The only advice I received was that I might want to wear tennis shoes. I guess everyone assumed that I would find it easy to spend three hours serving lunch at Monocacy Elementary School. Well, they were wrong.
I was partnered with a veteran Food & Nutrition Services worker with over 30 years of experience, Ms. Kate, who graciously taught me the basics. You need to wear a hair net or cap, gloves, and an apron. Every component of the meal has to adhere to a specific serving size. The food must be maintained at a certain temperature for a certain period of time. And of course, I was told the options available for the day so I could inform any student with a question.
It sounded so simple. And then the first class arrived. The pace was so fast. And I had so many questions! How do you get the gravy to fit neatly over the potatoes and not flow into the other compartment of the tray? How am I supposed to refill the chicken nuggets without slowing down the whole line? How do you manage to remember all of the students’ names? Where can I find another slice of pizza?
Fortunately, students help keep things moving because they generally know just what they want, even if they don’t know the exact names of their favorite items. One colleague shared a story about a very young student who usually requests the “yellow chicken balls” (chicken nuggets), “flat yellow chicken ball” (chicken patty), or a “chicken with a ball with a bone” (chicken drumstick) almost every day.
But to serve all our students efficiently, teamwork is essential on the serving line!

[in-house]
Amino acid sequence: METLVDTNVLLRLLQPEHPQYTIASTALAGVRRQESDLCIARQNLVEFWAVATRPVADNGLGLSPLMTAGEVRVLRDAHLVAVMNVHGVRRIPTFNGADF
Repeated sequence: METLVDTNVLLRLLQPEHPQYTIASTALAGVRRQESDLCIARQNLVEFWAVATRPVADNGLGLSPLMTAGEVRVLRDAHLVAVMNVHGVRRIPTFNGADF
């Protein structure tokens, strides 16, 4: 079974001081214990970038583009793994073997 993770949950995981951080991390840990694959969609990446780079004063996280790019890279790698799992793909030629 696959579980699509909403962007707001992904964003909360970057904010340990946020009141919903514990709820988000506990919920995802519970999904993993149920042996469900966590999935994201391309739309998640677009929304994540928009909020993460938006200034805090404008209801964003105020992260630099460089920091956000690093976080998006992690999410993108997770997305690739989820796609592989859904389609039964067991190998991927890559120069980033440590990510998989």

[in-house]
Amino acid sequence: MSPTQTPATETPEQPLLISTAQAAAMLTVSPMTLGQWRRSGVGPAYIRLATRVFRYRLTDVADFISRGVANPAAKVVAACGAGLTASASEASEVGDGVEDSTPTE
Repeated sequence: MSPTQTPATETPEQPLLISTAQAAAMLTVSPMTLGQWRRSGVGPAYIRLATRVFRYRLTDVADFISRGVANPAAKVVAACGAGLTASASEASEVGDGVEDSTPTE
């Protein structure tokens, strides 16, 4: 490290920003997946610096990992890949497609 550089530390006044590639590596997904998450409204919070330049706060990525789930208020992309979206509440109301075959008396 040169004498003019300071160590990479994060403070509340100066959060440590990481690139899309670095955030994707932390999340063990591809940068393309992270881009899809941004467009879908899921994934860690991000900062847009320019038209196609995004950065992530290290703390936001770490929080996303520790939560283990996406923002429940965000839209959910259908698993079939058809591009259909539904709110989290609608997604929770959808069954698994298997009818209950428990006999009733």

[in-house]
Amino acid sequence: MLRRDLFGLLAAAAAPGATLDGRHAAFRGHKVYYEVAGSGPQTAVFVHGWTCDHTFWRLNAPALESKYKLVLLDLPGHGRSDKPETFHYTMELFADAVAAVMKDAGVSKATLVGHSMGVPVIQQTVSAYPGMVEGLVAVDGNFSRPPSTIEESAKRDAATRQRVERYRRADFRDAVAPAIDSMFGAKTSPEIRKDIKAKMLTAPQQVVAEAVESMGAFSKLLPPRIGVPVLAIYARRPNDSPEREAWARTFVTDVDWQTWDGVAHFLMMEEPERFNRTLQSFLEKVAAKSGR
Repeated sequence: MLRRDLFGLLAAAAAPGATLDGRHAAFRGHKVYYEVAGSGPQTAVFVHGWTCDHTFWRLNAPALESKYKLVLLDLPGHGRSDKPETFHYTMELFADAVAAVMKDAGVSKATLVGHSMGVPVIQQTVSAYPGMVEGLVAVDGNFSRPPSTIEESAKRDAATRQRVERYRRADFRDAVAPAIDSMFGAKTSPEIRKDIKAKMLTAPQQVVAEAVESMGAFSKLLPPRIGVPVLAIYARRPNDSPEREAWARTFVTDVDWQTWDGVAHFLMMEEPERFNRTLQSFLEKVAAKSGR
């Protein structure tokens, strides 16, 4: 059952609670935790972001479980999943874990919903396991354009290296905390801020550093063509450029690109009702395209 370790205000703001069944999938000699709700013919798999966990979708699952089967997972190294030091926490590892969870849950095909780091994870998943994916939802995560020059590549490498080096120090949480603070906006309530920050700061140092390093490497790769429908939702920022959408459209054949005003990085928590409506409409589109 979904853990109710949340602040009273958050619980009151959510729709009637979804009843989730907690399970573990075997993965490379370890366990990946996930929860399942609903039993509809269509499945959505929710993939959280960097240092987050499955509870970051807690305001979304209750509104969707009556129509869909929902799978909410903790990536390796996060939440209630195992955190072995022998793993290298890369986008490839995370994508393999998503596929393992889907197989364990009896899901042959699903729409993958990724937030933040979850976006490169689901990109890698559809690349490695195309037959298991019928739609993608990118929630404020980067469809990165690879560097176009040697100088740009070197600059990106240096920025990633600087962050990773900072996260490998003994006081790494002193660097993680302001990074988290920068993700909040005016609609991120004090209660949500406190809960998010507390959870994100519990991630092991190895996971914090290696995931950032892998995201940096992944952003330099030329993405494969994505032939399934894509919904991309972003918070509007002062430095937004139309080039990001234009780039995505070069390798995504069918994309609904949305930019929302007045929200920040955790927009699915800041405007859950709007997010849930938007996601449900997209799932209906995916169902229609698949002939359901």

We had 5 minutes between classes, and Ms. Kate did not waste a minute. We refilled our serving trays, stacked the next set of student trays, and she even started to load the dishwasher. And then, the cycle began again. The time passed quickly, but I now realized the job was far more physically demanding than I had realized. The tennis shoes were definitely a good idea!
I have braved the serving line two more times in recent years. And each time I am filled with admiration for the work these amazing men and women do. Efficiency is apparent. A strong work ethic is essential. And a genuine enjoyment of interacting with the students is obvious. There is also comradery among the team, and some amusing and touching stories of their experiences from the Food & Nutrition Services worker who was told that she reminded students of their grandmother (in a nice way!), to the student who would sing a little song about her day for the staff in the cafeteria.
Every day, FCPS serves more than 6,000 breakfasts and almost 13,000 lunches. That’s a monumental task. And so, a special thank you to all of our Food & Nutrition Services staff in FCPS. Students who eat well, learn well. You make a difference!
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